The investigation has shown that despite the government’s efforts to crack down on “ICO illegal financing,” investors can circumvent the law by using a “foreign shell” company, among other possibilities.
Xinhua reports that after China’s crypto regulations became more stringent, domestic virtual currency exchanges went overseas for registration — while appearing to be shut down within the country — and were still able to “provide trading services to domestic users.”
The agency specifically mentions Malta as a destination of choice, noting the existence of Chinese language versions of the now Malta-based companies. Xinhua also mentioned the use of Telegram messaging groups to coordinate with domestic Chinese users. Quoting an “insider source,” the news agency writes:
“It seems that the entire process platform does not violate the relevant policies, but the over-the-counter transaction[s] [have] actually opened a hole in the ICO token transaction.”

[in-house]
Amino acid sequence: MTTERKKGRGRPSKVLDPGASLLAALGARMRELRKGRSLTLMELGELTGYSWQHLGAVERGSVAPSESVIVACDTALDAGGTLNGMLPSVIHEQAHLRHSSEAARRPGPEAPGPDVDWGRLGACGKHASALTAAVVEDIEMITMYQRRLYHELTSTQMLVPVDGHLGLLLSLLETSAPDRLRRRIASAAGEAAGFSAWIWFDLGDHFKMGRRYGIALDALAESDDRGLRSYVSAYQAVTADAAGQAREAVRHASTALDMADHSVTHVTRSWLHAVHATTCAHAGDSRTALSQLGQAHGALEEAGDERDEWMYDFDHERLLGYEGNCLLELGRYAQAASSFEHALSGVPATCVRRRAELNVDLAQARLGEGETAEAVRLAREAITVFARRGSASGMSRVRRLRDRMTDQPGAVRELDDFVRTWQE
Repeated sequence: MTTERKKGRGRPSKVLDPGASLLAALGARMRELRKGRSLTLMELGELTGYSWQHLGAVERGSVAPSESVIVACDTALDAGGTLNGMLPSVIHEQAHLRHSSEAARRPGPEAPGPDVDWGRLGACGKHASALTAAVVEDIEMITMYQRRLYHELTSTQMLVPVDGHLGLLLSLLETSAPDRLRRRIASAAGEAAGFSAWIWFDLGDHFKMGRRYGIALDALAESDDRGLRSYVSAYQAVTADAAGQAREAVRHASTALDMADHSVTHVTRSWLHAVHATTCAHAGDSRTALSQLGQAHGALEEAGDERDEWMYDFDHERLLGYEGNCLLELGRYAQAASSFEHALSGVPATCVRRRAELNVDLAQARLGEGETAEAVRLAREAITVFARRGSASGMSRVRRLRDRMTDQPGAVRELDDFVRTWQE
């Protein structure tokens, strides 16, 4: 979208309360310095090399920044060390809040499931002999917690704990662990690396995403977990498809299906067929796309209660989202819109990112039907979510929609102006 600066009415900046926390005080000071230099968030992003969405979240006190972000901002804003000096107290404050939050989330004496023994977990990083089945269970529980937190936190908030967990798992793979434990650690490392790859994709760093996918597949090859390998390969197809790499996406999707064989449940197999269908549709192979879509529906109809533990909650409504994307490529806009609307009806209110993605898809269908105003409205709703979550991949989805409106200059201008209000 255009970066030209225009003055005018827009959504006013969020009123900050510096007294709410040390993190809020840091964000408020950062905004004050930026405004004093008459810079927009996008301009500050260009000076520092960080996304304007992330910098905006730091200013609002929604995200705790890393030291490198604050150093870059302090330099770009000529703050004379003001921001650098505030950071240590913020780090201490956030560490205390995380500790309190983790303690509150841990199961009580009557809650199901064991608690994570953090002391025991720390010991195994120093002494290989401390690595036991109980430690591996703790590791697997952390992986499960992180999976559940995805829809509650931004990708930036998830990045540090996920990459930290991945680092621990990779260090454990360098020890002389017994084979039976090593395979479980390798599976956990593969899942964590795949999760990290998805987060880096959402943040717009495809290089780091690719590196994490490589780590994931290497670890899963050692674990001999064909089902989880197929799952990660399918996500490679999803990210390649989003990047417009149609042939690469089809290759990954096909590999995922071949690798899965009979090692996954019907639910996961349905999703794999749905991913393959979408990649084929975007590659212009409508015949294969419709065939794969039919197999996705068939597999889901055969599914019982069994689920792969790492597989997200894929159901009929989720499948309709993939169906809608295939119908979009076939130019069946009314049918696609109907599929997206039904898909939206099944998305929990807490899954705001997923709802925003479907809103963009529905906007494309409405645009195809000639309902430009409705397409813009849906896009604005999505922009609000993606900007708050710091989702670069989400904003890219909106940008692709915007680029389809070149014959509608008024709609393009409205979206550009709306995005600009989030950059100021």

While authorities have attempted to block internet access to ICO projects in China, Xinhua states that most measures can be subverted by using a Virtual Personal Network (VPN).
Xinhua also claims that there are “self-media public companies” that play a role in advertising and promoting ICO projects within China.
China’s first outright ban of ICOs was enacted a year ago in September 2017. Earlier this month, the People’s Bank of China released a new document on its official website, stating that it would continue to guard against ICO and cryptocurrency-related trading risks.